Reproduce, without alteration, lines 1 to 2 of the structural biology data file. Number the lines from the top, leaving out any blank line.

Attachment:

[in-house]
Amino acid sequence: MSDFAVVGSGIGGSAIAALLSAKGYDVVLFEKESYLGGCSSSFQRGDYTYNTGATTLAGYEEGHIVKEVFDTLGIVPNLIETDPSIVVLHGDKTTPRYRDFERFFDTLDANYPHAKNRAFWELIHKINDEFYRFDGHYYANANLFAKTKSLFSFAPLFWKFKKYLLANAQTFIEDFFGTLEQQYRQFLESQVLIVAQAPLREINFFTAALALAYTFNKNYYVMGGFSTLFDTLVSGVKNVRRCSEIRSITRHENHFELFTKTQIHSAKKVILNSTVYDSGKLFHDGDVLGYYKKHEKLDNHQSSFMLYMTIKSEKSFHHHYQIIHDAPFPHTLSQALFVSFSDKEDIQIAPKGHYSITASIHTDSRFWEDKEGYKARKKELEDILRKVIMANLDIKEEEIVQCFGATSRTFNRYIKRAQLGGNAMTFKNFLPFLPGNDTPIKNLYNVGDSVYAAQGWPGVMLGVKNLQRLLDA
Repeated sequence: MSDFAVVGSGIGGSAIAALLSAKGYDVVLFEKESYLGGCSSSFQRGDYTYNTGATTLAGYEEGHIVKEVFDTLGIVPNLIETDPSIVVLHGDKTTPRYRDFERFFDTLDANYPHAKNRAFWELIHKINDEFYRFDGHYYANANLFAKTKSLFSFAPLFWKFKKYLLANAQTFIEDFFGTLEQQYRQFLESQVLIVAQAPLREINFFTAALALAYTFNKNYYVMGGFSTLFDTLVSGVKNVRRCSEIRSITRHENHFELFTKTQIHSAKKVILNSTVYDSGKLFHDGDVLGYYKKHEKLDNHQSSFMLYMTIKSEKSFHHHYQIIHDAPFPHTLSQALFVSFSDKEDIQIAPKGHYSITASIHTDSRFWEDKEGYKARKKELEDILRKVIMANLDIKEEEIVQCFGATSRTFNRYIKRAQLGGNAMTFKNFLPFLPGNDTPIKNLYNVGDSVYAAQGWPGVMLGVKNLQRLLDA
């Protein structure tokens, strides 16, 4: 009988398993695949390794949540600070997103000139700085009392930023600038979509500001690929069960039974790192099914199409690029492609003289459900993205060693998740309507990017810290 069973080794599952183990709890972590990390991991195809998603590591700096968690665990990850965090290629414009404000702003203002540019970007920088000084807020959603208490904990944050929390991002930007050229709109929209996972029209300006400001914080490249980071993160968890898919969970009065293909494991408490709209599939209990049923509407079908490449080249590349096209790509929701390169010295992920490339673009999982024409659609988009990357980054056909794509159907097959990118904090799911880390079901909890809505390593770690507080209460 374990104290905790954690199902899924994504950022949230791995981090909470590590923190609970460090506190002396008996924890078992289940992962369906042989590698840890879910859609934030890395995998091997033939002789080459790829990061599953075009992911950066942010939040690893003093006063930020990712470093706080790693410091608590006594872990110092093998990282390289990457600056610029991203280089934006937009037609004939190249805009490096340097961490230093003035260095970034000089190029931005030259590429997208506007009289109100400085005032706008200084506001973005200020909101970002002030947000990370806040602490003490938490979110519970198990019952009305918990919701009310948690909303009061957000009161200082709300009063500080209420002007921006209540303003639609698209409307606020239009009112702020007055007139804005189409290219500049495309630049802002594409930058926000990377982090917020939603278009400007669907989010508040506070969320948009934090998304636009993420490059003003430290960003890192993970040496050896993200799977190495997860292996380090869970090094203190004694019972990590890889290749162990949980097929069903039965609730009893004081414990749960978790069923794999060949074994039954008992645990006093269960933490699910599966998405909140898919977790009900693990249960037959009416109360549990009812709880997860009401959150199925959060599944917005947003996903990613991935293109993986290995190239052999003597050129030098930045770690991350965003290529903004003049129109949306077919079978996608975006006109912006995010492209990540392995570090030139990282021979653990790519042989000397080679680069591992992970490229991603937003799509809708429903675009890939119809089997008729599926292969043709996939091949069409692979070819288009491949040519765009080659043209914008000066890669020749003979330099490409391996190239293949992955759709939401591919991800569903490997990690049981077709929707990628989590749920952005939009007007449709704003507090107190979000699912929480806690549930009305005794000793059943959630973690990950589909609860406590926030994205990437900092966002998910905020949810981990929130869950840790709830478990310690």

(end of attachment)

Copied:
[in-house]
Amino acid sequence: MSDFAVVGSGIGGSAIAALLSAKGYDVVLFEKESYLGGCSSSFQRGDYTYNTGATTLAGYEEGHIVKEVFDTLGIVPNLIETDPSIVVLHGDKTTPRYRDFERFFDTLDANYPHAKNRAFWELIHKINDEFYRFDGHYYANANLFAKTKSLFSFAPLFWKFKKYLLANAQTFIEDFFGTLEQQYRQFLESQVLIVAQAPLREINFFTAALALAYTFNKNYYVMGGFSTLFDTLVSGVKNVRRCSEIRSITRHENHFELFTKTQIHSAKKVILNSTVYDSGKLFHDGDVLGYYKKHEKLDNHQSSFMLYMTIKSEKSFHHHYQIIHDAPFPHTLSQALFVSFSDKEDIQIAPKGHYSITASIHTDSRFWEDKEGYKARKKELEDILRKVIMANLDIKEEEIVQCFGATSRTFNRYIKRAQLGGNAMTFKNFLPFLPGNDTPIKNLYNVGDSVYAAQGWPGVMLGVKNLQRLLDA